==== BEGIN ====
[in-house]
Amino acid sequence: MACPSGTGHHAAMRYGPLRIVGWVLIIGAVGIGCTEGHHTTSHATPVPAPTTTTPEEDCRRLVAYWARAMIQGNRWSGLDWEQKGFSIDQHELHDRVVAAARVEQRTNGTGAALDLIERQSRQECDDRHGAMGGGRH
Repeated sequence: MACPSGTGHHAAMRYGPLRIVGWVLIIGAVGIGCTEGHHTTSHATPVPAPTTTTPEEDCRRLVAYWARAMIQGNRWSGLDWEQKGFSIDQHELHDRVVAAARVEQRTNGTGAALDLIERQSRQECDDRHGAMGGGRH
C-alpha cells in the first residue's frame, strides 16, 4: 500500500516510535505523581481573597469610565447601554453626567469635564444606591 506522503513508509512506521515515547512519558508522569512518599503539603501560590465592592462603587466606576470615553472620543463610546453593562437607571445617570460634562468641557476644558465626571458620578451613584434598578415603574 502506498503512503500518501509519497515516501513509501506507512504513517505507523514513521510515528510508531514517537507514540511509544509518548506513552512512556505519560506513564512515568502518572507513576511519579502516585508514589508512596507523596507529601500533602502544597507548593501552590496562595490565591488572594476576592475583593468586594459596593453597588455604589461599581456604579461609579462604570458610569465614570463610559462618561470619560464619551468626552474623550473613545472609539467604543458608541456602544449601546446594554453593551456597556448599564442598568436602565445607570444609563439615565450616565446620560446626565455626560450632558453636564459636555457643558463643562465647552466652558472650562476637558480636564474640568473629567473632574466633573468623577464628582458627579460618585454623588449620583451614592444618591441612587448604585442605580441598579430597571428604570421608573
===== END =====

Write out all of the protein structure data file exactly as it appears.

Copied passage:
[in-house]
Amino acid sequence: MACPSGTGHHAAMRYGPLRIVGWVLIIGAVGIGCTEGHHTTSHATPVPAPTTTTPEEDCRRLVAYWARAMIQGNRWSGLDWEQKGFSIDQHELHDRVVAAARVEQRTNGTGAALDLIERQSRQECDDRHGAMGGGRH
Repeated sequence: MACPSGTGHHAAMRYGPLRIVGWVLIIGAVGIGCTEGHHTTSHATPVPAPTTTTPEEDCRRLVAYWARAMIQGNRWSGLDWEQKGFSIDQHELHDRVVAAARVEQRTNGTGAALDLIERQSRQECDDRHGAMGGGRH
C-alpha cells in the first residue's frame, strides 16, 4: 500500500516510535505523581481573597469610565447601554453626567469635564444606591 506522503513508509512506521515515547512519558508522569512518599503539603501560590465592592462603587466606576470615553472620543463610546453593562437607571445617570460634562468641557476644558465626571458620578451613584434598578415603574 502506498503512503500518501509519497515516501513509501506507512504513517505507523514513521510515528510508531514517537507514540511509544509518548506513552512512556505519560506513564512515568502518572507513576511519579502516585508514589508512596507523596507529601500533602502544597507548593501552590496562595490565591488572594476576592475583593468586594459596593453597588455604589461599581456604579461609579462604570458610569465614570463610559462618561470619560464619551468626552474623550473613545472609539467604543458608541456602544449601546446594554453593551456597556448599564442598568436602565445607570444609563439615565450616565446620560446626565455626560450632558453636564459636555457643558463643562465647552466652558472650562476637558480636564474640568473629567473632574466633573468623577464628582458627579460618585454623588449620583451614592444618591441612587448604585442605580441598579430597571428604570421608573